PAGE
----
Dimple loses 95-foot-tall tree to disease; new one to be planted in spring
At Wheaton, trees are special. They help shape the beauty of the campus landscape, connect graduates to the college through the plantings that mark class years, and provide a source of intellectual engagement for students as well as visitors interested in learning about different species.
When they need to be removed for various reasons, including weather-related damage and disease, the loss is noticed as well as lamented by the campus community. Such is the case for the Japanese Zelkova (Zelkova serrata) that for decades has dramatically stood at the entrance of the Dimple near Knapton Hall.
For at least 10 years, the grounds crew has tended to the tree, trying to shore it up, especially when it was in danger of splitting apart. However, it has been slowly losing bark and branches.
In recent weeks, yellow tape and a saw horse had surrounded the 95-foot-tall dying tree for safety. On Wednesday, January 12, it was cut down to protect passersby as well as buildings after a risk assessment by a consulting arborist confirmed multiple issues with the tree, including decay, fungal cankers and nectria canker, said John Sullivan, assistant vice president of business services and physical plant.
According to the arborist, “there were several cracks and splits on the main trunk of the tree. The vertical crack facing Knapton Hall measured 31 inches deep and a vertical crack facing Larcom Hall was eight inches deep. … Horizontal cracks are rare and may indicate wood fiber collapsing in compression. At this point, failure of the stem is more likely.”
Sullivan said he plans to work with Professor of Biology Scott Shumway and others to replace the tree with a new planting this spring. Also, “Professor Kelly Goff will be connecting with our tree removal contractor to see if he can obtain a viable section to use in art work. If this works out, then the life of the tree continues, even beyond its removal,” Sullivan said.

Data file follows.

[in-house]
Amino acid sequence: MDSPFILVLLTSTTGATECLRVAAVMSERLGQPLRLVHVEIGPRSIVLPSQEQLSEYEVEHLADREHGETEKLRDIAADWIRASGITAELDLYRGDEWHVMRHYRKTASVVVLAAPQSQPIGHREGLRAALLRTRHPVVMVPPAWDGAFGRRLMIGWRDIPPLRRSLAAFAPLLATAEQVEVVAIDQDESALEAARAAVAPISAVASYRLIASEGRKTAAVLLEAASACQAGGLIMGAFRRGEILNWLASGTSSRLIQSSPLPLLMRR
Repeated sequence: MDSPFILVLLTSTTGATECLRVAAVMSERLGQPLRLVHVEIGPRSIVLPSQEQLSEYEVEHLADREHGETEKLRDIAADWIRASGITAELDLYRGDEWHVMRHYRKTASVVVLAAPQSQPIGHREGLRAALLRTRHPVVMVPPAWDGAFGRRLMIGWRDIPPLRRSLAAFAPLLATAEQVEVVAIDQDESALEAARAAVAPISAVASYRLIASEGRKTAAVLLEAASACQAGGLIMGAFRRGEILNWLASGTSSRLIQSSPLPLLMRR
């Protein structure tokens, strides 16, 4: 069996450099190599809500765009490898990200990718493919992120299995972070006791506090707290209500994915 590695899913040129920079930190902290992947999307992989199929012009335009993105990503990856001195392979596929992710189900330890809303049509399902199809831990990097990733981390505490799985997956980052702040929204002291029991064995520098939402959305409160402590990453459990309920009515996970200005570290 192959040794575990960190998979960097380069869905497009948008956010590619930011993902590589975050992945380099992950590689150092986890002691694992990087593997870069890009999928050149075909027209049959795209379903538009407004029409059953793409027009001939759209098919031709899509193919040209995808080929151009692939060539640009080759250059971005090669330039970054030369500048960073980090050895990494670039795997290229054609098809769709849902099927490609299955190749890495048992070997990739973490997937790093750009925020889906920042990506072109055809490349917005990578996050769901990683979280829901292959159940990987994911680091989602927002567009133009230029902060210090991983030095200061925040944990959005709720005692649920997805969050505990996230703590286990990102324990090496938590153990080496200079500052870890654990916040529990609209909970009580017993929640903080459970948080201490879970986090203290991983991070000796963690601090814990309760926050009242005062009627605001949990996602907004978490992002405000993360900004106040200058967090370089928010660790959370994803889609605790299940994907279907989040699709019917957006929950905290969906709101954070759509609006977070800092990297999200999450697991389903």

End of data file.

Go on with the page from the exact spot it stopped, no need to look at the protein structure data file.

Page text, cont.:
“I’m not sure if I’ll use it for my personal work or if it will be available for student artists in the future,” Goff, associate professor of visual art, said on Tuesday before the tree cutting. “I’m a tree lover and I have a wooden heart. My plan is to evaluate the tree as it comes down [with help from a friend who operates a small sawmill locally] to make sure that we are able to put any usable material to good use.”
Wheaton has been very intentional in its stewarding of trees, Sullivan noted. The college’s care program includes bringing a company to campus annually to treat the elms for disease prevention, spraying for gypsy moths when needed, working with contractors to selectively prune trees and consulting with an arborist.
Like many others on campus, the Dimple tree has historical significance because it was adopted by graduates of 1950 as their class tree after their original tree, an elm, died, according to Kate Boylan, Wheaton director of archives and digital initiatives.
The College History page indicates that in 1900, the first senior class chose an already standing elm tree and conducted Commencement around it. The tradition evolved into each senior class choosing a day during the second week of April to plant a new tree on campus.
When former College Archivist Zephorene Stickney Helmreich arrived on campus in 1980, she began keeping track of trees on campus to piece together historical records on trees, ivys, benches and markers, said Boylan.
Over the years, Wheaton has amassed an extensive collection of native and non-native species of trees and shrubs, which are highlighted in the annual tree walk started by the late Professor of Philosophy Holcombe Austin that has been continued by Professor Shumway.
Shumway, who teaches botany, among other subjects, is well-known for his tree walk events during Reunion. He even created a tree scavenger hunt that requires participants to answer trivia questions. The professor used to begin his botany classes by sending students out to find the answers.
Ask him why this particular Zelkova serrata tree is special and Shumway’s passion comes through.
“All trees are special. This one more so because of its large size, shape and how it captures the eye of anyone who has ever visited campus,” he said. “Words are not needed to express the ways in which this tree is special—just look at it.”
“We forget the basics of what makes trees special. Aesthetics is just one thing. They are our best defense against global warming. They take up carbon dioxide as they photosynthesize and convert the carbon into the building blocks of the plant,” Shumway said. “The wood in this tree is storing about 100 years worth of accumulated carbon that was removed from the atmosphere by the leaves of the tree. Once it dies and begins to decay, that stored CO2 gets released back into the atmosphere. Big trees store more carbon.”